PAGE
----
Blast resistance of timber structural elements: A state of the art review

Rodrigo Mourão*, Andreia Caçoilo, Filipe Teixeira-Dias, Arturo Montalva, Hollice Stone, Eric Jacques

*Corresponding author for this work

Research output: Contribution to journalReview articlepeer-review

Abstract

The response of structures subject to impulsive loads remains a field of intense research. While traditional construction materials, such as steel and concrete/masonry, have been the focus of most studies, further research on the performance of alternative materials for blast resistant applications has been driven by their growing use in sustainable construction. Over the last years, engineers have been re-evaluating the use of timber as a prime construction material for a range of building types, from small office to high-rise residential buildings. As a result, there is now a growing need to study the blast resistance of timber structures, as they may become potential targets of terrorist attacks or being placed in the blast-radius of other critical buildings. A review of existing research on the blast resistance of timber structures is presented and key factors on the blast analysis and design of such structures are discussed. Most of the research has been conducted on light-frame wood stud walls, glued- and cross-laminated timber, and addresses material properties under high strain rates, typical failure modes, behaviour of structural connections and retrofitting solutions. Failure modes are reported to be highly dependent on the element layout and manufacturing aspects, and dynamic increase factors for the modulus of elasticity and maximum strength in the ranges of [1.05, 1.43] and [1.14, 1.60], respectively, have been proposed for different timber elements. Mechanical connectors play a significant role in dissipating energy through plastic deformation, as the brittle nature of timber elements compromises the development of their full capacity. Regardless the element type, SDOF models can accurately predict the dynamic response as long as idealised boundary conditions can be considered. Overall, although a good amount of research is available, more extensive research is needed to guide the design and engineering practice and contribute to the development of design codes and testing standards for timber structures under blast loading.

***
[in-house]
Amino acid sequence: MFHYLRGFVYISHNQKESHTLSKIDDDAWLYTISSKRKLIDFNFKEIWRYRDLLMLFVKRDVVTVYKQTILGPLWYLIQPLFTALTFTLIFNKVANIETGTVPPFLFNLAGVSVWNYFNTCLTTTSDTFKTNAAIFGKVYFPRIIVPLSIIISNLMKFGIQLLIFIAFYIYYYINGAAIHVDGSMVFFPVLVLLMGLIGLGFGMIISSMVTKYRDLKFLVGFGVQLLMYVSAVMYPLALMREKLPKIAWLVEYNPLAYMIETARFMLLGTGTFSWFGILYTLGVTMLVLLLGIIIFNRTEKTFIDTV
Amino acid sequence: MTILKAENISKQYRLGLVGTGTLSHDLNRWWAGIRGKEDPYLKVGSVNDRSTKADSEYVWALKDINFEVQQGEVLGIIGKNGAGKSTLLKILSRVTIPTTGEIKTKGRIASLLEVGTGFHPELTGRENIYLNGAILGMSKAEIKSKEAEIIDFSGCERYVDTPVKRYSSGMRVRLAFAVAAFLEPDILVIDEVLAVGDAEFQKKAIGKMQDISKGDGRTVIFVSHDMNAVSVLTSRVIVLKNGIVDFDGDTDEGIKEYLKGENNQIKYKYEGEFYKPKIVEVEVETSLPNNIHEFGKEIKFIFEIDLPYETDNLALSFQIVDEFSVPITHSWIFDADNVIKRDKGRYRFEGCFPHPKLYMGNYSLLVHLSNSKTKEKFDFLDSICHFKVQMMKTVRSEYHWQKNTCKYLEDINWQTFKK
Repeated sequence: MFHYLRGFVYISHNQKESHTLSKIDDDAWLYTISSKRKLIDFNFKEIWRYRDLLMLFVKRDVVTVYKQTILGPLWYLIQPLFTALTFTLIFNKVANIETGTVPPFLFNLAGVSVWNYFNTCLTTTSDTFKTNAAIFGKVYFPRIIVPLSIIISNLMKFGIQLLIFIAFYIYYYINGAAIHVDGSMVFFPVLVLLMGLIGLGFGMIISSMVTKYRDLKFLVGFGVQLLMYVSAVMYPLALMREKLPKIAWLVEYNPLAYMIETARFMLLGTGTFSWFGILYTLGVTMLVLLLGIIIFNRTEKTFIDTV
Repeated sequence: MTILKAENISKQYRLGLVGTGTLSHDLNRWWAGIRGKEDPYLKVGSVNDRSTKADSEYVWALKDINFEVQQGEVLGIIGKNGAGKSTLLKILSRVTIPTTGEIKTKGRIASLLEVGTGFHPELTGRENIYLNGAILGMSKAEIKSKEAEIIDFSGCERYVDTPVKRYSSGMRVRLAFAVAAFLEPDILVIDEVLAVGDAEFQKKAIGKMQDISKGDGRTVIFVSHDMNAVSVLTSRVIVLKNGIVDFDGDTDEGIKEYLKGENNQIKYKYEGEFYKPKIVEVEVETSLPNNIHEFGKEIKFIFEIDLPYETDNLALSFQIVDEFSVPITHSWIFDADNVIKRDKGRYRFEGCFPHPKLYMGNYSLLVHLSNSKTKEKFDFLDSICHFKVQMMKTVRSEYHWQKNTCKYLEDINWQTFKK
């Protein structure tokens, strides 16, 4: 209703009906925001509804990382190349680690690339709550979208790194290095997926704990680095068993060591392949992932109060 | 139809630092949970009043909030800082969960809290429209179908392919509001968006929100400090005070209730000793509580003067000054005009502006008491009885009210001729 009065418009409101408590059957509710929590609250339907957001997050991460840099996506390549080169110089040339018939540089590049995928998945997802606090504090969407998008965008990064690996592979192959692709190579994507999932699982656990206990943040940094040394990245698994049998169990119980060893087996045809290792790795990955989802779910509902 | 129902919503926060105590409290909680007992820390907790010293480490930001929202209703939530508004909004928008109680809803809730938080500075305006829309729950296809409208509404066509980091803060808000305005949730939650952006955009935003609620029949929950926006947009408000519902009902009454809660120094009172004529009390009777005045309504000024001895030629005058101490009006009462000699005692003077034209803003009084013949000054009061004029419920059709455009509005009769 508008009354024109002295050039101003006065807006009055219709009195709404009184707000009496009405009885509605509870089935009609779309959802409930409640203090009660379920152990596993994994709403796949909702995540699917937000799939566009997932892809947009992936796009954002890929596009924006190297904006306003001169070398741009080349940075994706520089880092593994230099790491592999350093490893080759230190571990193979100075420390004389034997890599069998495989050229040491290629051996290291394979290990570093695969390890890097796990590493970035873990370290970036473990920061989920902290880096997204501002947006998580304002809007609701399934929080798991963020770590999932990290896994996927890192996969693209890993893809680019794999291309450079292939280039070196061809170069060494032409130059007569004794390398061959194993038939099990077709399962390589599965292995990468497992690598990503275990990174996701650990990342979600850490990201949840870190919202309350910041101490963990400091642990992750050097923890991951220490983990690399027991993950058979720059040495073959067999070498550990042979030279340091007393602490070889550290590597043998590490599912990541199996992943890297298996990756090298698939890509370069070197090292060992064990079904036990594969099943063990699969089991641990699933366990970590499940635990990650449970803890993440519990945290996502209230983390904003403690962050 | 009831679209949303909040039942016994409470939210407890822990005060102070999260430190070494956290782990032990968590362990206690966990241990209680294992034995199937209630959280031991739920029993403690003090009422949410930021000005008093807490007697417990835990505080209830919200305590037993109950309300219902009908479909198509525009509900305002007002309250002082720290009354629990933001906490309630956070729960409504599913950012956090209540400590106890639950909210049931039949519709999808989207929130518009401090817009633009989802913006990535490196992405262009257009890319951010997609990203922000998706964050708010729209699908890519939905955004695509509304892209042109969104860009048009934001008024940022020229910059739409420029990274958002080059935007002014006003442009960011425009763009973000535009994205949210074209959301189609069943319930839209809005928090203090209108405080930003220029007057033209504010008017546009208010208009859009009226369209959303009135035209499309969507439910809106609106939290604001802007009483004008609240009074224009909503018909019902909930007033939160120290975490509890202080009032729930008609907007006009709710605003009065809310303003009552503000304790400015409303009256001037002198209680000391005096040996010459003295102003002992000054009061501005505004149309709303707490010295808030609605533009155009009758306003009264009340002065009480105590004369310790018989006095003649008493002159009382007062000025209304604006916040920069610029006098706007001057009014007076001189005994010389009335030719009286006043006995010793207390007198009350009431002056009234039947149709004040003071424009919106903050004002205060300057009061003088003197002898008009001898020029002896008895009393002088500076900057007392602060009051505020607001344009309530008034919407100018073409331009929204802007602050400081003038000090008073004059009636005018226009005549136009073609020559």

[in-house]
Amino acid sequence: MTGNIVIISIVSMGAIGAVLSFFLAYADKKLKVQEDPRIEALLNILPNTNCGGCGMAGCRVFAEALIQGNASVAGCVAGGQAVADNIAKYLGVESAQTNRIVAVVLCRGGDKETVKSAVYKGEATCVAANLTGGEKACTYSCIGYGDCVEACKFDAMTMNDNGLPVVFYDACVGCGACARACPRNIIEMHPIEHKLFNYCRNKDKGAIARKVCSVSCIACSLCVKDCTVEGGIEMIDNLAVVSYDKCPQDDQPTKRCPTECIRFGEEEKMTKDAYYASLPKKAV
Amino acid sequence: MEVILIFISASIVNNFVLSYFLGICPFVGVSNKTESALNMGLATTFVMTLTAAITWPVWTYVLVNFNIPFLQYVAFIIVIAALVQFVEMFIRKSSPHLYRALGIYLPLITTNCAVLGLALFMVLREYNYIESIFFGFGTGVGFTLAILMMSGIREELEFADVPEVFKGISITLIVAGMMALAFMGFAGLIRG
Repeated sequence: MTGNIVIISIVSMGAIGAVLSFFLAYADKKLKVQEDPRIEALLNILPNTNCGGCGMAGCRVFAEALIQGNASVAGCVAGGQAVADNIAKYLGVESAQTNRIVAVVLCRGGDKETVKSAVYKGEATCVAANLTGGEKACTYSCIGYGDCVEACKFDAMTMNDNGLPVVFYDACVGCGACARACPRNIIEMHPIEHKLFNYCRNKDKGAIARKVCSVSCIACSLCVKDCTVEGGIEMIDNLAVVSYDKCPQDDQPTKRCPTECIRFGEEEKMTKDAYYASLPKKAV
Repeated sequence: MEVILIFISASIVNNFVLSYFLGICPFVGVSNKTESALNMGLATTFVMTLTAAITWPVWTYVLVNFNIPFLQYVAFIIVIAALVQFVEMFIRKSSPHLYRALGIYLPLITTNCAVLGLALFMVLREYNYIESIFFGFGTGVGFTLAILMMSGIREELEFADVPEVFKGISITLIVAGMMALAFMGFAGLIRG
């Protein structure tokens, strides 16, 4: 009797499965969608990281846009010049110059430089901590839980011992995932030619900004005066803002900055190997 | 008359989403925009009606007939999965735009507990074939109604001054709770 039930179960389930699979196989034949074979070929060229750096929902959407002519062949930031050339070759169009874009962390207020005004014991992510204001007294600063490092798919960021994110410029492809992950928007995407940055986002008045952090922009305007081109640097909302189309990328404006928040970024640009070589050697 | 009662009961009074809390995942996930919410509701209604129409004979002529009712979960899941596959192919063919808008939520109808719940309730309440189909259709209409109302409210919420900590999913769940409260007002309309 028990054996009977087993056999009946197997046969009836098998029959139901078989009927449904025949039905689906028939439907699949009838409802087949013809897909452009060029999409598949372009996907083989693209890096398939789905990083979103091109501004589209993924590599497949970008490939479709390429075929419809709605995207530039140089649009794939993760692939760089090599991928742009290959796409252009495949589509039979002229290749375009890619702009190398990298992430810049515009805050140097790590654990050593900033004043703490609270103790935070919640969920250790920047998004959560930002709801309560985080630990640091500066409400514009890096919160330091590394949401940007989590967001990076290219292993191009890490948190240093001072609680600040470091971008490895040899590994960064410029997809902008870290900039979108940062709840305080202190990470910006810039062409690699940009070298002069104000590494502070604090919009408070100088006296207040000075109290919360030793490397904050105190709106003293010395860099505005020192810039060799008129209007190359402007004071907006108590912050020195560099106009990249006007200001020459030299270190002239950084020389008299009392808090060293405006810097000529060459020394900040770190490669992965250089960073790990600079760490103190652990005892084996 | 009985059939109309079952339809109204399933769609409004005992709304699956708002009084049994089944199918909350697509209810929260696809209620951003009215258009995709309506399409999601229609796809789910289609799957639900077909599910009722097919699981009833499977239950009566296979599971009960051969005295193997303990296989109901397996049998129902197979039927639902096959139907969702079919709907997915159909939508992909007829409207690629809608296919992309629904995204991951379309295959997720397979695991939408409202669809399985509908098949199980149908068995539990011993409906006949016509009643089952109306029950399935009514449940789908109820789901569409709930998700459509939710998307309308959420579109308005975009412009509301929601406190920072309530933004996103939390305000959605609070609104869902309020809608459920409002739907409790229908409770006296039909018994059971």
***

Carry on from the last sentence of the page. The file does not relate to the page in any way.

Original languageEnglish
Number of pages33
JournalInternational Journal of Protective Structures
Early online date30 May 2022
DOIs
Publication statusE-pub ahead of print - 30 May 2022

Keywords

  • Blast loading
  • Light-frame wood
  • CLT
  • Glulam
  • Retrofitting
  • Connections
  • Modelling

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